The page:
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Business Decision Making: Concepts and Terminology of Statistics Presentation

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Qualitative Attributes

The following qualitative attributes may become the focus of attention when promoting the Wonderbar (an energy bar):

  • Taste (possible changes: making a sweet alternative; introducing spicy flavors, etc.);
  • Smell (the intensity thereof must be evaluated);
  • Texture (perhaps, a new design may become a bigger success).

At present, the organization has been known among the target audience primarily due to the success of its energy bars. Furthermore, it is assumed that the bars should be marketed as the company’s brand product. Therefore, there is a strong chance that the specified product will be the focus of attention. However, it is important to introduce innovative approaches to marketing, which means that the brand product may need slight rebranding. Particularly, including new flavors and textures may be a necessity. Thus, the opinions of the target audience about the current taste, smell, and texture will have to be taken into account (Rolls, 2015).

Qualitative Attributes

Ordinal Attributes: Names

  • Intensity of the smell can be measured as quantitative information;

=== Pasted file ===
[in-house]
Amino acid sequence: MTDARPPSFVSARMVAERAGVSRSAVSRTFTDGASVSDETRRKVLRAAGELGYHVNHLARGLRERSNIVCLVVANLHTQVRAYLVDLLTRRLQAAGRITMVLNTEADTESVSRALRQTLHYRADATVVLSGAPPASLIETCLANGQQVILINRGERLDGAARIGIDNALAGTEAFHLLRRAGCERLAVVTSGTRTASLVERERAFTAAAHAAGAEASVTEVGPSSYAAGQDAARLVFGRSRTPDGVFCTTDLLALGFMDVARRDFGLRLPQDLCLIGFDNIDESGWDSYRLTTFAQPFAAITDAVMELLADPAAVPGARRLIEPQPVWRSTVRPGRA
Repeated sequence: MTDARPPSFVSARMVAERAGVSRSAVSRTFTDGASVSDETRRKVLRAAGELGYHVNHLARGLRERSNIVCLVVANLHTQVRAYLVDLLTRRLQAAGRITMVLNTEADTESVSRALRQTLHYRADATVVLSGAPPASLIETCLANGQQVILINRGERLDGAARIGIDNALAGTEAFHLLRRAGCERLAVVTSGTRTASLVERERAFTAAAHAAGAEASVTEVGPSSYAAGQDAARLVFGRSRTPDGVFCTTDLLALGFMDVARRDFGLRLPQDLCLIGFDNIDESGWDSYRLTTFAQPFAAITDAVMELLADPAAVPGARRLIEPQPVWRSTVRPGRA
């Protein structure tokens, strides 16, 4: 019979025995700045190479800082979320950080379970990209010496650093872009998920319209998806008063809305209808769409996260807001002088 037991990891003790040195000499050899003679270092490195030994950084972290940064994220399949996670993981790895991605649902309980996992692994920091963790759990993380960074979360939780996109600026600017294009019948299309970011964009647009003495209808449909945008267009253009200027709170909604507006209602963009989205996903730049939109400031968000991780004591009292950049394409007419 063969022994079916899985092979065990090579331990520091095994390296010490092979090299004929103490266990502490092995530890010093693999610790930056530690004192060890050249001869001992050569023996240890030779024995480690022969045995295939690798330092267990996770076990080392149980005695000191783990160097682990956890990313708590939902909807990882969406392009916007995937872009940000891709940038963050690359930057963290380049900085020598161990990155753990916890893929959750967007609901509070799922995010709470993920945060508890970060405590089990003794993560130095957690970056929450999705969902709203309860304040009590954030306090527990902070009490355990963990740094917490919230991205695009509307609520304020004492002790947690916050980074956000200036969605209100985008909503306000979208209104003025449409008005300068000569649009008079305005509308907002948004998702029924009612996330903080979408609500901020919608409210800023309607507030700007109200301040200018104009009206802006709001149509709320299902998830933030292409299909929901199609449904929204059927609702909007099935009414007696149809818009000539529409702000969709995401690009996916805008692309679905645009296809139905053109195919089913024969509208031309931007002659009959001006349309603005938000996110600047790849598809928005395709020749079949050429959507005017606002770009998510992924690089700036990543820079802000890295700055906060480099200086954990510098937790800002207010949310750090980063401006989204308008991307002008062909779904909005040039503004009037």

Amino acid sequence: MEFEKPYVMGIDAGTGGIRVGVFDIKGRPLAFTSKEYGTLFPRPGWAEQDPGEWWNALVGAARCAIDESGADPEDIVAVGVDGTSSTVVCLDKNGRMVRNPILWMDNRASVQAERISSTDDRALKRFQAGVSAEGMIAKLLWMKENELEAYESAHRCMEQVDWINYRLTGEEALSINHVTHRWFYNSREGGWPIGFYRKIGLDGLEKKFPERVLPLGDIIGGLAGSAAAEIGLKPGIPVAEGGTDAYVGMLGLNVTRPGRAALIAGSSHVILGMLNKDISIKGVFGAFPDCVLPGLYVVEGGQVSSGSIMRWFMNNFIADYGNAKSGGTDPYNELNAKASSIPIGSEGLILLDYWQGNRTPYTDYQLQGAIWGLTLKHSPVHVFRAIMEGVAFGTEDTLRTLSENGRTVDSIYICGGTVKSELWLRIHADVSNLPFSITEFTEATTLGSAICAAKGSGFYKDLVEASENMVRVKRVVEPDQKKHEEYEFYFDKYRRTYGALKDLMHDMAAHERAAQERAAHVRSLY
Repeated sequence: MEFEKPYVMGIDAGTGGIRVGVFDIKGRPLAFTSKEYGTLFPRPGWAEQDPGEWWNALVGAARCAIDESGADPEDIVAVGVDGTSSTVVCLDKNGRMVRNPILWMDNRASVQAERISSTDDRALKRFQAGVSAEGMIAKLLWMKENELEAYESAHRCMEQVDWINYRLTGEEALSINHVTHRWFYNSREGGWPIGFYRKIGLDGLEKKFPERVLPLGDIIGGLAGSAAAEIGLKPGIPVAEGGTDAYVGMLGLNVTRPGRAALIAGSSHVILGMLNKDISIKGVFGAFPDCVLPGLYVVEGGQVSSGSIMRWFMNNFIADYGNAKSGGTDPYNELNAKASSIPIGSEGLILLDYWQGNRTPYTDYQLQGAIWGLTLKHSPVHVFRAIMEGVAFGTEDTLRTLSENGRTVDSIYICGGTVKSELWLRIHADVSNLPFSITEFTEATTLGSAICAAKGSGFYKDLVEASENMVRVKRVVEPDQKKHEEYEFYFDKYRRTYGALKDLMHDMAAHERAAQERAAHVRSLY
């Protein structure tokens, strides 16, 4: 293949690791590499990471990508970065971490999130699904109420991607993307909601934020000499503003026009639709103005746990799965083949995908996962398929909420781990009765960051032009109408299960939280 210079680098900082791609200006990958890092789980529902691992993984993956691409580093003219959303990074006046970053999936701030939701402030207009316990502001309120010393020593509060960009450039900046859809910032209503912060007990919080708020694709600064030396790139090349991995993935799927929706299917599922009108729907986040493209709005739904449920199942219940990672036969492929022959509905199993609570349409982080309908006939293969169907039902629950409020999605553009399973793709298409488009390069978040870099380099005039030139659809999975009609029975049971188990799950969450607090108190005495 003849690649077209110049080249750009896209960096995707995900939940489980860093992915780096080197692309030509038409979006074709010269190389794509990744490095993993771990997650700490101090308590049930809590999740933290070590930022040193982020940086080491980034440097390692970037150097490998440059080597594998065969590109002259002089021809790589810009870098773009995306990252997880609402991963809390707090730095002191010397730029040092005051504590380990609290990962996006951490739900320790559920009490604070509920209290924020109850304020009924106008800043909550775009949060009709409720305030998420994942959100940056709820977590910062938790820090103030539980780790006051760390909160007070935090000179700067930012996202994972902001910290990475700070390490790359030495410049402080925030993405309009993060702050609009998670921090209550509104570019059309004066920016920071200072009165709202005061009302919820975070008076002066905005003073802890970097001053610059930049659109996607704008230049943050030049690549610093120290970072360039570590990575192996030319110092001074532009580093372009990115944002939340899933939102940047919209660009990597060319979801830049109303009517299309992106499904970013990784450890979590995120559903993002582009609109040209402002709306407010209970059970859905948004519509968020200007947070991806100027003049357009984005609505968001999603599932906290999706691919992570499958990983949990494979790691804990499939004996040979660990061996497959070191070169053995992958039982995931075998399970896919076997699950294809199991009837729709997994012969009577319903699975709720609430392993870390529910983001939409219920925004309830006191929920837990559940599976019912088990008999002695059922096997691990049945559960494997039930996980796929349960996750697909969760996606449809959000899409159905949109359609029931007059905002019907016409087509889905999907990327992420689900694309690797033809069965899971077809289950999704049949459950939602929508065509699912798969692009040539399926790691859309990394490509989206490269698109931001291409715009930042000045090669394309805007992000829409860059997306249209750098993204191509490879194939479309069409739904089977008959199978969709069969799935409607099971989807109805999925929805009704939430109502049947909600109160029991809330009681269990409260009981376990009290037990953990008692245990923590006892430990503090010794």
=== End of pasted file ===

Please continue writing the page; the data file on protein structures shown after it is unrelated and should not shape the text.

• “Very weak/indiscernible” and “very strong” will mark the end[points of the Likert scale:
    • Very weak;
    • Weak;
    • Medium;
    • Strong;
    • Very strong.

The intensity of the smell can be viewed as ordinal data. Therefore, a 5-point Likert scale will have to be introduced to evaluate the issues that the target audience may have with the product (Cheung, Fong, & Zhang, 2014). Thus, an elaborate rating scale should be designed.

It should be noted that it is not the pleasantness of the smell but its intensity that will be assessed. The former characteristic is barely quantifiable and can hardly be evaluated at all because of huge differences in the preferences of the population.

It is suggested that the endpoints of the scale should be marked as “very weak/indiscernible” and “very strong.”

Ordinal Attributes: Names

Difference between Ordinal and Nominal Data

  • Nominal data provides qualitative characteristics (e.g., color, taste, etc.);
  • Ordinal data provides quantitative characteristics (e.g., height, weight, volume, etc.);
  • On a rating scale, nominal data is evaluated by measuring the relevant ordinal data.

The difference between ordinal and nominal data is rather basic. Nominal data provides the description of specific variables without making any references to the related quantitative information. Ordinal data, on the contrary, focuses exclusively on the numerical information and provides the foundation for statistical analysis.

Both ordinal and nominal data types are linked to a rating scale. Particularly, the latter allows determining the intensity of the nominal data by using the ordinal data as the basis for the analysis. Therefore, when using a rating scale, one must bear in mind that ordinal and nominal data types are inseparable, and, thus, they provide the foundation for an all-embracing assessment (Schwartz, Wilson, & Goff, 2013).

Difference between Ordinal and Nominal Data

Quantitative Attributes

  • Number of calories in an energy bar;
  • Ratio between the carbs, fats, and proteins in an energy bar.